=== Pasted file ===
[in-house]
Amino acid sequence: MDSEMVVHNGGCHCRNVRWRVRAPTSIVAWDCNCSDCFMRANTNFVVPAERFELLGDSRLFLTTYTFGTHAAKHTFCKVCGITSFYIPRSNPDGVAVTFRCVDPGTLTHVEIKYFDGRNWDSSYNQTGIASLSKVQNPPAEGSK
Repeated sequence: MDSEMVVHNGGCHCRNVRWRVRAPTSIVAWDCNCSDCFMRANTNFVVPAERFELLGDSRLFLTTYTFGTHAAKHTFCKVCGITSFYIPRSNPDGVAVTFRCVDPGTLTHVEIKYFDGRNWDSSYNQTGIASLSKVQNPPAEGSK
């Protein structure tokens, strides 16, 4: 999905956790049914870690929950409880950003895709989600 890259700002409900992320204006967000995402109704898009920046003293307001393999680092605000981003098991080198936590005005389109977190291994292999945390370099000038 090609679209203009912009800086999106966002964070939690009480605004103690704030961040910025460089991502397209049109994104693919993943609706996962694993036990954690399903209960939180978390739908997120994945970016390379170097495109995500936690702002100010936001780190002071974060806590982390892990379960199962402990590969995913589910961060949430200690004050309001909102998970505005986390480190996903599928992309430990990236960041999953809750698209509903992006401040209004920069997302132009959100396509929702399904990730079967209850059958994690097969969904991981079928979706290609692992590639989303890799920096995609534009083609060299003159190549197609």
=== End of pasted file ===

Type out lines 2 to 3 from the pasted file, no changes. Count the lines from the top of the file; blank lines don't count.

Amino acid sequence: MDSEMVVHNGGCHCRNVRWRVRAPTSIVAWDCNCSDCFMRANTNFVVPAERFELLGDSRLFLTTYTFGTHAAKHTFCKVCGITSFYIPRSNPDGVAVTFRCVDPGTLTHVEIKYFDGRNWDSSYNQTGIASLSKVQNPPAEGSK
Repeated sequence: MDSEMVVHNGGCHCRNVRWRVRAPTSIVAWDCNCSDCFMRANTNFVVPAERFELLGDSRLFLTTYTFGTHAAKHTFCKVCGITSFYIPRSNPDGVAVTFRCVDPGTLTHVEIKYFDGRNWDSSYNQTGIASLSKVQNPPAEGSK